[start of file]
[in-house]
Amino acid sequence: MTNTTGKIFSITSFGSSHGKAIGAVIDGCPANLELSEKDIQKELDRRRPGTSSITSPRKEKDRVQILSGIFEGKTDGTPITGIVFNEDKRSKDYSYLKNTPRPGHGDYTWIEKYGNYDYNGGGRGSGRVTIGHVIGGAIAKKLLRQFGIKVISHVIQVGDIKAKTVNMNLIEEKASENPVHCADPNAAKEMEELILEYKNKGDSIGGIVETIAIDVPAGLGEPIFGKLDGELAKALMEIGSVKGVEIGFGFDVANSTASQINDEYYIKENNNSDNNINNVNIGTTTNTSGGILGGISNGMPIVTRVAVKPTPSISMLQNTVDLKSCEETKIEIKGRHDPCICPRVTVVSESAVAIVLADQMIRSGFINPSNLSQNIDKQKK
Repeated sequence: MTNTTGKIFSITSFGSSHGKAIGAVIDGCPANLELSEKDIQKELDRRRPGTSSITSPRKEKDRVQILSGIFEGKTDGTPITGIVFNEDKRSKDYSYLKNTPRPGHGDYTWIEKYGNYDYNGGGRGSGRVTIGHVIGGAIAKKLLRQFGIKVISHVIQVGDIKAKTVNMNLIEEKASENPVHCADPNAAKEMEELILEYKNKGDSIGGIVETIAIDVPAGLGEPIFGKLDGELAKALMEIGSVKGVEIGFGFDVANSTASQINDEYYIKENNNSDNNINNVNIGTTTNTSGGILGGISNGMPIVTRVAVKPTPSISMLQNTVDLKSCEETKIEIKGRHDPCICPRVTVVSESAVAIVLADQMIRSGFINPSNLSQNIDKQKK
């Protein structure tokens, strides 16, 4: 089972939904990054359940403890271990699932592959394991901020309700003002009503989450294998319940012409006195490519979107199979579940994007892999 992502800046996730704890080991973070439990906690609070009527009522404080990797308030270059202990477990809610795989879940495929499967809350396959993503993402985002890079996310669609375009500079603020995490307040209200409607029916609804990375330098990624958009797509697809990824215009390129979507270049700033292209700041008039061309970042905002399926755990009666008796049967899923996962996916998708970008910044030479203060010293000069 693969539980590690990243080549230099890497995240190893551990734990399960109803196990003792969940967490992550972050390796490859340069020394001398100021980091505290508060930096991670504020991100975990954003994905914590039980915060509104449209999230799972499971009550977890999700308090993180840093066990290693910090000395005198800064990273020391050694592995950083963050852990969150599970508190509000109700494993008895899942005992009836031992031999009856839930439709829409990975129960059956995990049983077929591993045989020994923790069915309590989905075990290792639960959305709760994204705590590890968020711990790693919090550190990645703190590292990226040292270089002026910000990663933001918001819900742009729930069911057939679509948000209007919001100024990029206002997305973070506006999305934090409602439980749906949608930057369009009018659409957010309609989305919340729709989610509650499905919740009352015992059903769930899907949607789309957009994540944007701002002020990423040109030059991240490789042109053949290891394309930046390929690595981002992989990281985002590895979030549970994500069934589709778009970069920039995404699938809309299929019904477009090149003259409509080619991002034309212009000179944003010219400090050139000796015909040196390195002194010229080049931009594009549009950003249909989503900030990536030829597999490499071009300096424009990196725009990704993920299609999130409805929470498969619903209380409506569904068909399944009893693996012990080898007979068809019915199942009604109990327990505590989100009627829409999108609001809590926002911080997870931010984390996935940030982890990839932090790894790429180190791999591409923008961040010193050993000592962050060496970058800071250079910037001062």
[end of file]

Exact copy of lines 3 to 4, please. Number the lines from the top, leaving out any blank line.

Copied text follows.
Repeated sequence: MTNTTGKIFSITSFGSSHGKAIGAVIDGCPANLELSEKDIQKELDRRRPGTSSITSPRKEKDRVQILSGIFEGKTDGTPITGIVFNEDKRSKDYSYLKNTPRPGHGDYTWIEKYGNYDYNGGGRGSGRVTIGHVIGGAIAKKLLRQFGIKVISHVIQVGDIKAKTVNMNLIEEKASENPVHCADPNAAKEMEELILEYKNKGDSIGGIVETIAIDVPAGLGEPIFGKLDGELAKALMEIGSVKGVEIGFGFDVANSTASQINDEYYIKENNNSDNNINNVNIGTTTNTSGGILGGISNGMPIVTRVAVKPTPSISMLQNTVDLKSCEETKIEIKGRHDPCICPRVTVVSESAVAIVLADQMIRSGFINPSNLSQNIDKQKK
């Protein structure tokens, strides 16, 4: 089972939904990054359940403890271990699932592959394991901020309700003002009503989450294998319940012409006195490519979107199979579940994007892999 992502800046996730704890080991973070439990906690609070009527009522404080990797308030270059202990477990809610795989879940495929499967809350396959993503993402985002890079996310669609375009500079603020995490307040209200409607029916609804990375330098990624958009797509697809990824215009390129979507270049700033292209700041008039061309970042905002399926755990009666008796049967899923996962996916998708970008910044030479203060010293000069 693969539980590690990243080549230099890497995240190893551990734990399960109803196990003792969940967490992550972050390796490859340069020394001398100021980091505290508060930096991670504020991100975990954003994905914590039980915060509104449209999230799972499971009550977890999700308090993180840093066990290693910090000395005198800064990273020391050694592995950083963050852990969150599970508190509000109700494993008895899942005992009836031992031999009856839930439709829409990975129960059956995990049983077929591993045989020994923790069915309590989905075990290792639960959305709760994204705590590890968020711990790693919090550190990645703190590292990226040292270089002026910000990663933001918001819900742009729930069911057939679509948000209007919001100024990029206002997305973070506006999305934090409602439980749906949608930057369009009018659409957010309609989305919340729709989610509650499905919740009352015992059903769930899907949607789309957009994540944007701002002020990423040109030059991240490789042109053949290891394309930046390929690595981002992989990281985002590895979030549970994500069934589709778009970069920039995404699938809309299929019904477009090149003259409509080619991002034309212009000179944003010219400090050139000796015909040196390195002194010229080049931009594009549009950003249909989503900030990536030829597999490499071009300096424009990196725009990704993920299609999130409805929470498969619903209380409506569904068909399944009893693996012990080898007979068809019915199942009604109990327990505590989100009627829409999108609001809590926002911080997870931010984390996935940030982890990839932090790894790429180190791999591409923008961040010193050993000592962050060496970058800071250079910037001062």